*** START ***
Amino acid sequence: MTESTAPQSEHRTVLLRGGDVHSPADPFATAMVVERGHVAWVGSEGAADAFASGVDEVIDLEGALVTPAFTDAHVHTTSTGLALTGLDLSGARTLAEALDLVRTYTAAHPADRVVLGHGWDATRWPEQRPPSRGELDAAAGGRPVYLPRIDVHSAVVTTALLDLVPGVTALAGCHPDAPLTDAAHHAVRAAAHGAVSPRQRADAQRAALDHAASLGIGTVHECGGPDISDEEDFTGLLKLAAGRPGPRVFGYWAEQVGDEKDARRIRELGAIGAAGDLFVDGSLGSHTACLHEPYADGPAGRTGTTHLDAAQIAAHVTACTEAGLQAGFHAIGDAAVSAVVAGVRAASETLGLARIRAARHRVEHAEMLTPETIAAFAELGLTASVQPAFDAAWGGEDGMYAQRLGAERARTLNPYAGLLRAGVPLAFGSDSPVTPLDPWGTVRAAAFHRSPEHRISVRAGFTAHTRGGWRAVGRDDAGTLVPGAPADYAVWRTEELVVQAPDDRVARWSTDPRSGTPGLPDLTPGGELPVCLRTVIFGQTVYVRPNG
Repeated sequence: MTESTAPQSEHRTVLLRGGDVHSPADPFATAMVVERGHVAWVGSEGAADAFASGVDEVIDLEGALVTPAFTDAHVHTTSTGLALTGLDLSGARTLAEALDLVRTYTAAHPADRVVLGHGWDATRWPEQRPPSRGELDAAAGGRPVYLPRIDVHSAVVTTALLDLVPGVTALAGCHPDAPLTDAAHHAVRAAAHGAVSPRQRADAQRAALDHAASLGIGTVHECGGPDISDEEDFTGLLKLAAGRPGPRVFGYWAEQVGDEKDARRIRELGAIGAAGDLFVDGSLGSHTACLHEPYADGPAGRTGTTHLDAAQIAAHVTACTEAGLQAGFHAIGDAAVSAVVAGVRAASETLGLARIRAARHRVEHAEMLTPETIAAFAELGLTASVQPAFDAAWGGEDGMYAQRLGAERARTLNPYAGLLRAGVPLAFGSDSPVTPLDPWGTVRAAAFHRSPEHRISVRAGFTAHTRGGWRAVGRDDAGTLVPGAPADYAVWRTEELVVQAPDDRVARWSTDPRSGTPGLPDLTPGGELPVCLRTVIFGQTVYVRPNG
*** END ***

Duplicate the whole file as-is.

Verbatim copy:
Amino acid sequence: MTESTAPQSEHRTVLLRGGDVHSPADPFATAMVVERGHVAWVGSEGAADAFASGVDEVIDLEGALVTPAFTDAHVHTTSTGLALTGLDLSGARTLAEALDLVRTYTAAHPADRVVLGHGWDATRWPEQRPPSRGELDAAAGGRPVYLPRIDVHSAVVTTALLDLVPGVTALAGCHPDAPLTDAAHHAVRAAAHGAVSPRQRADAQRAALDHAASLGIGTVHECGGPDISDEEDFTGLLKLAAGRPGPRVFGYWAEQVGDEKDARRIRELGAIGAAGDLFVDGSLGSHTACLHEPYADGPAGRTGTTHLDAAQIAAHVTACTEAGLQAGFHAIGDAAVSAVVAGVRAASETLGLARIRAARHRVEHAEMLTPETIAAFAELGLTASVQPAFDAAWGGEDGMYAQRLGAERARTLNPYAGLLRAGVPLAFGSDSPVTPLDPWGTVRAAAFHRSPEHRISVRAGFTAHTRGGWRAVGRDDAGTLVPGAPADYAVWRTEELVVQAPDDRVARWSTDPRSGTPGLPDLTPGGELPVCLRTVIFGQTVYVRPNG
Repeated sequence: MTESTAPQSEHRTVLLRGGDVHSPADPFATAMVVERGHVAWVGSEGAADAFASGVDEVIDLEGALVTPAFTDAHVHTTSTGLALTGLDLSGARTLAEALDLVRTYTAAHPADRVVLGHGWDATRWPEQRPPSRGELDAAAGGRPVYLPRIDVHSAVVTTALLDLVPGVTALAGCHPDAPLTDAAHHAVRAAAHGAVSPRQRADAQRAALDHAASLGIGTVHECGGPDISDEEDFTGLLKLAAGRPGPRVFGYWAEQVGDEKDARRIRELGAIGAAGDLFVDGSLGSHTACLHEPYADGPAGRTGTTHLDAAQIAAHVTACTEAGLQAGFHAIGDAAVSAVVAGVRAASETLGLARIRAARHRVEHAEMLTPETIAAFAELGLTASVQPAFDAAWGGEDGMYAQRLGAERARTLNPYAGLLRAGVPLAFGSDSPVTPLDPWGTVRAAAFHRSPEHRISVRAGFTAHTRGGWRAVGRDDAGTLVPGAPADYAVWRTEELVVQAPDDRVARWSTDPRSGTPGLPDLTPGGELPVCLRTVIFGQTVYVRPNG